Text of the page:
Yesterday was December 25, the Year of Our Lord, 2010. That day was Christmas, the day that Christians celebrate the birth of Jesus Christ, hailed, revered and worshiped by Christians as the Son of God and the savior of mankind, One of the Christian Trinity of the Father, the Son and the Holy Ghost. It was the seventy-eighth Christmas of my life, and the fifty-eighth Christmas since I met and married my wife near the mid-point of the past century—1952.
I spent all but five of those 58 holidays with my wife. On Christmas Day in 1961 and 1962 I was in West Germany helping my country during our cold war with the Soviet Union, a war that ended in a cold stalemate. That stalemate continues to this day under different names and titles. I was in South Viet Nam on Christmas Day in 1970 and 1971, helping our country lose the war against North Viet Nam.
Just as an aside, I spend Christmas Day in 1950 and 1951 helping our country lose another war, the one ineptly labeled the Korean conflict, a conflict that cost more than 40,000 American lives over four years of fighting, a conflict that ended in a stalemate that exists to this day. Apparently stalemates run in our national history.
Yesterday was the fifty-eighth Christmas since I met and married my wife, the love of my life. It was only the fifth Christmas that I did not spend with my wife and my family. My wife died last month on the eighteenth day of November, and I spent most of yesterday alone in the house we have lived in for the past twenty-two years, alone with the furniture, decorations, artwork, various collections and photographs, my wife’s clothing and other personal articles, and our memories we accumulated over the past fifty-eight years of our marriage.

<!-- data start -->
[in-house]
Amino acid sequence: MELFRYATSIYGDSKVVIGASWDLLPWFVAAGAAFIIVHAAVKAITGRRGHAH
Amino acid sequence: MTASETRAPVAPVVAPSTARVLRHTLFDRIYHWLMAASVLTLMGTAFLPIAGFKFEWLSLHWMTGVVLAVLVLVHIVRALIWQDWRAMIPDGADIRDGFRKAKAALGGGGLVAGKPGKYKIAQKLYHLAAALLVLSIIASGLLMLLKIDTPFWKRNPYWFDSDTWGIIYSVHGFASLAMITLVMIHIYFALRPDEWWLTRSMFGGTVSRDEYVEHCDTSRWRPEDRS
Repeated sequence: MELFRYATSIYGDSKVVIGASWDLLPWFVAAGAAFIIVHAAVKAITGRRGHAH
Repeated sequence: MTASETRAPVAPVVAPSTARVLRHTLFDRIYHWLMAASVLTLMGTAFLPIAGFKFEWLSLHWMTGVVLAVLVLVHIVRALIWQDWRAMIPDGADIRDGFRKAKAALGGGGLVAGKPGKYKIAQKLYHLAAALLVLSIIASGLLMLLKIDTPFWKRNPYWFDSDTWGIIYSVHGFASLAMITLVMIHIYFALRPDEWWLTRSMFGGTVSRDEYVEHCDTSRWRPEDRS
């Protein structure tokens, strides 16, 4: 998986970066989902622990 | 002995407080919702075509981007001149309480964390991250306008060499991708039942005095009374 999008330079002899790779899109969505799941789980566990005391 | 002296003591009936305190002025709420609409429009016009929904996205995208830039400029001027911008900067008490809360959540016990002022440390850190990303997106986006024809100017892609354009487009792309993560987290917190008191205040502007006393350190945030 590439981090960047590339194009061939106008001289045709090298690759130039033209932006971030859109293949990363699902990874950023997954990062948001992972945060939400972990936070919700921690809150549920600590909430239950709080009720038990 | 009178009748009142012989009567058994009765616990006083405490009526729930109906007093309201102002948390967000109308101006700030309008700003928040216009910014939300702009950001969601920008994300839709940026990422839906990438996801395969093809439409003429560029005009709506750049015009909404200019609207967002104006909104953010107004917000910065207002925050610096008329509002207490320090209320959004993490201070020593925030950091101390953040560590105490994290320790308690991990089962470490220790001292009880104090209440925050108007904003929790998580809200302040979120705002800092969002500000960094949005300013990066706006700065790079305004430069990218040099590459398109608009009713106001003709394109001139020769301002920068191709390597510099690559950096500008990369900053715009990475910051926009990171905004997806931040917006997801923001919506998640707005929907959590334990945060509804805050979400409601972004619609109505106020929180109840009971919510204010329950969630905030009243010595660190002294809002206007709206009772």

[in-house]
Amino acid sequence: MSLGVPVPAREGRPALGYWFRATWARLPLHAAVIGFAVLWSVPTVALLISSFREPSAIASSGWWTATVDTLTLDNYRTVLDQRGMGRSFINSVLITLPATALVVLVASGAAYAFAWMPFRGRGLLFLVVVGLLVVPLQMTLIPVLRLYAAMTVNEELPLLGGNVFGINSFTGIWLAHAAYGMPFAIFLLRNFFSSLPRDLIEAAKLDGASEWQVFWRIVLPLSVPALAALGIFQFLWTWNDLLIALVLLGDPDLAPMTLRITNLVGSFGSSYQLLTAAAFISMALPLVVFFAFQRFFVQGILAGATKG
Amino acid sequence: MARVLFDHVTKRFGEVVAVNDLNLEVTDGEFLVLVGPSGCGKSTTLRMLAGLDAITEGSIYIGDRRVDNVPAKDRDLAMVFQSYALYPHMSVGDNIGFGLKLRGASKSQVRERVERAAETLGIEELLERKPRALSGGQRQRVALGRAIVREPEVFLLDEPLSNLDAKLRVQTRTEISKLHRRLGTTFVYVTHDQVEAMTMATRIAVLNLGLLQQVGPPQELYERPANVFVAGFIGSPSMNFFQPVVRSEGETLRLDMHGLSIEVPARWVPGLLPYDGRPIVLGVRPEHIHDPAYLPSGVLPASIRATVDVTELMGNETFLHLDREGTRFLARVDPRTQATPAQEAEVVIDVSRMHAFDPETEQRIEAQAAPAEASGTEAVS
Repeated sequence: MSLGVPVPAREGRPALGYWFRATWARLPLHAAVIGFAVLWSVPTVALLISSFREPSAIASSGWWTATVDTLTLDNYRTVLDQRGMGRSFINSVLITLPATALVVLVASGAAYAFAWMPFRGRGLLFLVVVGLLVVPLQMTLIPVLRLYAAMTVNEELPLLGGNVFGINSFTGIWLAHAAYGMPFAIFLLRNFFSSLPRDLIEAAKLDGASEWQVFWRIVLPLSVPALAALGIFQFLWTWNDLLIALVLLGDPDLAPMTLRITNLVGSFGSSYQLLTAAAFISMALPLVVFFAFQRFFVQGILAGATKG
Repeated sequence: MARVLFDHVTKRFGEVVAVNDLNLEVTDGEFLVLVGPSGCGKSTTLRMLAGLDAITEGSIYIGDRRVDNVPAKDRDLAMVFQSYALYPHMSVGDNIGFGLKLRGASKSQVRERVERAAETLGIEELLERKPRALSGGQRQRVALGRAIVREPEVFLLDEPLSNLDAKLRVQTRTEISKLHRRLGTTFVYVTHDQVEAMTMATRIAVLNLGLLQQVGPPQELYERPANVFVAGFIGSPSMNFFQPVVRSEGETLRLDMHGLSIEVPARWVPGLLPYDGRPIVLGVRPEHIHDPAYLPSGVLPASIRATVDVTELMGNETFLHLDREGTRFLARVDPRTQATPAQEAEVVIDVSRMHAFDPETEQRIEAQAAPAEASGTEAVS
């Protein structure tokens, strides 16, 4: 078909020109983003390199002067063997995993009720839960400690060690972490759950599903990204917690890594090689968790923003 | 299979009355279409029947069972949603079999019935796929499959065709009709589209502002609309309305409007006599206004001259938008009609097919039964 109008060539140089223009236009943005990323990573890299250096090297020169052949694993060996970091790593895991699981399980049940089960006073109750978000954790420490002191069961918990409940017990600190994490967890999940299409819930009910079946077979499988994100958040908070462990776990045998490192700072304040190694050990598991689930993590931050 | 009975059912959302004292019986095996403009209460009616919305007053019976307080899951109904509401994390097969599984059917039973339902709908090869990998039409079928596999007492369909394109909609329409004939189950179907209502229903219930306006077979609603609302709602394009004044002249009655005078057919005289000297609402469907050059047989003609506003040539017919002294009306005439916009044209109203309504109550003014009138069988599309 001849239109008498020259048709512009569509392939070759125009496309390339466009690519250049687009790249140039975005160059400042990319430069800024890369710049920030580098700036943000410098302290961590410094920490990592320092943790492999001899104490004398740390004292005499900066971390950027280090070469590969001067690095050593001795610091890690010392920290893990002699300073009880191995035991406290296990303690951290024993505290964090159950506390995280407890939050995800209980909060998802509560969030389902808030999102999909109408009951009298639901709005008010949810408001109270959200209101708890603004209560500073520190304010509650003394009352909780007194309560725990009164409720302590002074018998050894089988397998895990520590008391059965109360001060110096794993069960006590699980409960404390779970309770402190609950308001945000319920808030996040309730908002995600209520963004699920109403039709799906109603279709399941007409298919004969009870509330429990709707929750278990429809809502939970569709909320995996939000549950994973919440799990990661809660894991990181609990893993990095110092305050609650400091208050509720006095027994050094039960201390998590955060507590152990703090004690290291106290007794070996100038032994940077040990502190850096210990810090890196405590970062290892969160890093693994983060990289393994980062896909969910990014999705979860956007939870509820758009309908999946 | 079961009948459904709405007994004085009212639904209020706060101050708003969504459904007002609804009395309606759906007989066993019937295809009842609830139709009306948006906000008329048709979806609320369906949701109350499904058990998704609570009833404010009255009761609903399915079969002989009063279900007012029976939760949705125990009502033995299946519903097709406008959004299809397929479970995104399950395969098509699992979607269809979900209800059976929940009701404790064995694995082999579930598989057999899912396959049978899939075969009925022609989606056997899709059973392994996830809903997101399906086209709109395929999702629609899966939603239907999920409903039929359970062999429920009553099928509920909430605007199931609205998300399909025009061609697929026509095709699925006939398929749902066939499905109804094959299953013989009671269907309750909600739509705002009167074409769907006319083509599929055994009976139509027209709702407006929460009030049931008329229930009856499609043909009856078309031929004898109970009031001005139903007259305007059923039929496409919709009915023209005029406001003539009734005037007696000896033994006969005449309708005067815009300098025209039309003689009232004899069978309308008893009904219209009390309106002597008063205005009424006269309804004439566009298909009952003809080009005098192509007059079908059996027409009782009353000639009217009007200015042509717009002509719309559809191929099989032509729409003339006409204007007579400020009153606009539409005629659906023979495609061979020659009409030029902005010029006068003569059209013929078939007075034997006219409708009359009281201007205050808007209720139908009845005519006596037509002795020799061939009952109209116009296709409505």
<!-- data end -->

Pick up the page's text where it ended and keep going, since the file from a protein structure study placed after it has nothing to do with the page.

I spend most of Christmas day at home, but I accepted an invitation to enjoy a Christmas dinner with one of my three daughters and her family that live nearby. Earlier in the day I visited my wife at Fort Sam Houston’s National Cemetery. I had planned to place a beautiful plant that our neighbors to the west, the finest next-door neighbors in existence, brought over as a Christmas gift, a beautiful poinsettia. I wanted it to grace my wife’s grave, and I intended to tell her how kind and thoughtful the neighbors were to give us the plant.
I wanted to believe—no, I did believe—that she would know the flowers were there. I realized that the plant would last longer in the home than in the open, subject to heat and cold and lack of moisture, but I felt that its brief life in the open would be better than watching it age and wither in our home—frankly speaking, I do not have a green thumb, and it’s a given that any potted plant will not last long under my tutelage.
I visited my wife without the poinsettia. My previous perfectly plotted perverted poinsettia plan (I really do love alliteration) was abandoned when I stepped outside to check the weather . The air was bitterly cold and a strong blustery wind was blowing, and I realized that the tall poinsettia plant would be lying flat and frozen even before I left the cemetery. I decided to let the plant remain in the home and take its chances with me, with the firm resolve to take flowers to my wife the following day, December 26, the day of her birth in 1932.
That’s my story and I’m sticking to it, but I’ll get back to you later with more details.